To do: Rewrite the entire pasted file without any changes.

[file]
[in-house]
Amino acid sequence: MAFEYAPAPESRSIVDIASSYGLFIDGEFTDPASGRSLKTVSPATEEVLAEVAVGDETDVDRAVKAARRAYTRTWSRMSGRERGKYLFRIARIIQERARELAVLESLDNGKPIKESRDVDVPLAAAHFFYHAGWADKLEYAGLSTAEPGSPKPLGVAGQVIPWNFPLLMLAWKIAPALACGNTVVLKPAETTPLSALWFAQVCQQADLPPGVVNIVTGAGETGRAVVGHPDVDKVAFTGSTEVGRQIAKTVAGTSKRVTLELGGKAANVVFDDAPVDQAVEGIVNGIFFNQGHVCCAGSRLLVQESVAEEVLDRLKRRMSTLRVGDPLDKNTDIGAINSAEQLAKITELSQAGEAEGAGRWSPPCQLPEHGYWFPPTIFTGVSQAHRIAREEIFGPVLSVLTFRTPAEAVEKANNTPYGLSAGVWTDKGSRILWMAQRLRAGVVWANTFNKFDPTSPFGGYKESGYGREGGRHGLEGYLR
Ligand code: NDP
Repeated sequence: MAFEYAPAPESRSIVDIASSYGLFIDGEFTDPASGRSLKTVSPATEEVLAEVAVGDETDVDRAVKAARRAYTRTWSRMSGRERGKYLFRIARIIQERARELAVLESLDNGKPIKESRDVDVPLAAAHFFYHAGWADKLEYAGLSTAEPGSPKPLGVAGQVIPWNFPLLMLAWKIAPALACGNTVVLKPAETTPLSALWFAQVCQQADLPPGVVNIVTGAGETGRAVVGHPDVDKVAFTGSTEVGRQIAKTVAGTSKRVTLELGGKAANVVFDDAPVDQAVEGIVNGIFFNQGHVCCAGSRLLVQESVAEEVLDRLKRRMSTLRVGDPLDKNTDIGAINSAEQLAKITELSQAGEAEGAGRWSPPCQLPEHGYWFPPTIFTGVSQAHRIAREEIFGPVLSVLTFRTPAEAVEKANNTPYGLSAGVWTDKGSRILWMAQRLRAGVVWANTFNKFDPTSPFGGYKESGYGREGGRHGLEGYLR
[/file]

[in-house]
Amino acid sequence: MAFEYAPAPESRSIVDIASSYGLFIDGEFTDPASGRSLKTVSPATEEVLAEVAVGDETDVDRAVKAARRAYTRTWSRMSGRERGKYLFRIARIIQERARELAVLESLDNGKPIKESRDVDVPLAAAHFFYHAGWADKLEYAGLSTAEPGSPKPLGVAGQVIPWNFPLLMLAWKIAPALACGNTVVLKPAETTPLSALWFAQVCQQADLPPGVVNIVTGAGETGRAVVGHPDVDKVAFTGSTEVGRQIAKTVAGTSKRVTLELGGKAANVVFDDAPVDQAVEGIVNGIFFNQGHVCCAGSRLLVQESVAEEVLDRLKRRMSTLRVGDPLDKNTDIGAINSAEQLAKITELSQAGEAEGAGRWSPPCQLPEHGYWFPPTIFTGVSQAHRIAREEIFGPVLSVLTFRTPAEAVEKANNTPYGLSAGVWTDKGSRILWMAQRLRAGVVWANTFNKFDPTSPFGGYKESGYGREGGRHGLEGYLR
Ligand code: NDP
Repeated sequence: MAFEYAPAPESRSIVDIASSYGLFIDGEFTDPASGRSLKTVSPATEEVLAEVAVGDETDVDRAVKAARRAYTRTWSRMSGRERGKYLFRIARIIQERARELAVLESLDNGKPIKESRDVDVPLAAAHFFYHAGWADKLEYAGLSTAEPGSPKPLGVAGQVIPWNFPLLMLAWKIAPALACGNTVVLKPAETTPLSALWFAQVCQQADLPPGVVNIVTGAGETGRAVVGHPDVDKVAFTGSTEVGRQIAKTVAGTSKRVTLELGGKAANVVFDDAPVDQAVEGIVNGIFFNQGHVCCAGSRLLVQESVAEEVLDRLKRRMSTLRVGDPLDKNTDIGAINSAEQLAKITELSQAGEAEGAGRWSPPCQLPEHGYWFPPTIFTGVSQAHRIAREEIFGPVLSVLTFRTPAEAVEKANNTPYGLSAGVWTDKGSRILWMAQRLRAGVVWANTFNKFDPTSPFGGYKESGYGREGGRHGLEGYLR